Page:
[Environmental Racism\Air Quality]
Congressman Cedric Richmond: “Louisiana has been disproportionately affected by the detrimental environmental effects of plant emissions…I am requesting that a community meeting be convened to explain the new air quality monitoring program. Considering the community’s lack of trust in Denka, they must be able to trust the accuracy and results of this change.”
Louisiana Congressman Cedric Richmond sent a letter yesterday to U.S. Environmental Protection Agency Regional Administrator Ken McQueen and Louisiana Department of Environmental Quality Secretary Chuck Carr Brown addressing the new air quality data collection system for the Denka Performance Elastomer plant in LaPlace, Louisiana:
“I write to commend the U.S. Environmental Protection Agency’s (EPA) decision to implement a new air quality data collection system for the Denka Performance Elastomer plant and to reiterate the importance of closely monitoring dangerously high chloroprene emissions moving forward,” said Rep. Richmond. “Louisiana has long been an economic engine for the country due to its geography and vast natural resources. Products manufactured in Louisiana are used by companies across the globe and spur economic growth across the country. Many of these goods are produced in plants located along the Mississippi River and play an integral role in bolstering the State’s economy, as well as creating good-paying jobs for our residents. However, with that production comes adverse consequences that must be addressed to protect the safety of river parish communities.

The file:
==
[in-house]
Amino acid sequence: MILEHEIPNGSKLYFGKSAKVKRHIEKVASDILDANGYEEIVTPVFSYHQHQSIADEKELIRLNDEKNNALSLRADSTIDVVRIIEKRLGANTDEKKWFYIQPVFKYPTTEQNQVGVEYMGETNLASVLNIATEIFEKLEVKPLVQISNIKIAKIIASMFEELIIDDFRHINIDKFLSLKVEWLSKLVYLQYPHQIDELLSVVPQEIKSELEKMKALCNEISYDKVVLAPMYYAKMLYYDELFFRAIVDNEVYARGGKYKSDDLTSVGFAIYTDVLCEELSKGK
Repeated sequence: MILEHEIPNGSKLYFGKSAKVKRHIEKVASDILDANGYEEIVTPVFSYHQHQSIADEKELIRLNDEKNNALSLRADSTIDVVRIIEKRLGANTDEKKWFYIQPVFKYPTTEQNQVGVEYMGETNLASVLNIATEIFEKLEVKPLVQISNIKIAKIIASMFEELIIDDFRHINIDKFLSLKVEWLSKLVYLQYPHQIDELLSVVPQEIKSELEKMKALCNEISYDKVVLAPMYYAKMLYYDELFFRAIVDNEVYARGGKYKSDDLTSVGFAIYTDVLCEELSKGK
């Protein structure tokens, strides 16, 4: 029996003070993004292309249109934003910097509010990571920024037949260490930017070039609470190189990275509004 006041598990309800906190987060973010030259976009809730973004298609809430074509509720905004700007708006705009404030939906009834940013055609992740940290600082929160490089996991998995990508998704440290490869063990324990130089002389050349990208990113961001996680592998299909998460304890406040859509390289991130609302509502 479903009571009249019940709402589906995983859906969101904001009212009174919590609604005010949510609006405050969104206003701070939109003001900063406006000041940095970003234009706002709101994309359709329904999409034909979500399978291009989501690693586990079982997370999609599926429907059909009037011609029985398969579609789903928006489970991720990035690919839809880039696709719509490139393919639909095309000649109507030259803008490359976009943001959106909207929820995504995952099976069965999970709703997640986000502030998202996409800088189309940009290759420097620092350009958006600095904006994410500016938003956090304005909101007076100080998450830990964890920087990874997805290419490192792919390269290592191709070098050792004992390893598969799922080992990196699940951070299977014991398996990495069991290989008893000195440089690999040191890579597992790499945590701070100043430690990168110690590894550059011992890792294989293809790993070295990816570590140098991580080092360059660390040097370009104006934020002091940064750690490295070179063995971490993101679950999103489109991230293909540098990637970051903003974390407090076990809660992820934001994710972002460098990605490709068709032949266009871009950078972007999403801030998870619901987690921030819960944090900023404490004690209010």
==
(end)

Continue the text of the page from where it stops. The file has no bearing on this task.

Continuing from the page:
“As a result of such a heavy concentration of production, Louisiana has been disproportionately affected by the detrimental environmental effects of plant emissions. While economic vitality is important, it cannot ignore the reality of deteriorating air quality and the health risks it poses. For far too many years, people in communities along the Mississippi River have repeatedly expressed these very concerns which has prompted the federal government to intervene in the absence of action.
“With the recent announcement of a new phase of air monitoring around the Denka facility, I am requesting that a community meeting be convened to explain the new air quality monitoring program. Considering the community’s lack of trust in Denka, they must be able to trust the accuracy and results of this change. Providing such a forum will give community stakeholders an opportunity to get the answers they deserve. Specifically, it is imperative for them to know what this new data collection practice is expected to achieve and what next steps will be taken moving forward.
“I believe that continued monitoring and engagement on this issue will benefit the people of Louisiana and facilitate dialogue and action in the interest of improved environmental and public health outcomes.”
The Denka Performance Elastomer plant, once owned by DuPont, has been accused of polluting the surrounding majority Black community, with chloroprene emissions, for decades.
According to a report by The University Network for Human Rights, the “EPA’s 2011 National Air Toxics Assessment (NATA), released in December 2015, seemed to confirm many residents’ suspicions. According to the most recent NATA, the risk of developing cancer from air pollution in the census tract closest to the Denka neoprene facility is nearly 50 times the national average due to emissions of chloroprene, classified by the EPA as a ‘likely human carcinogen.”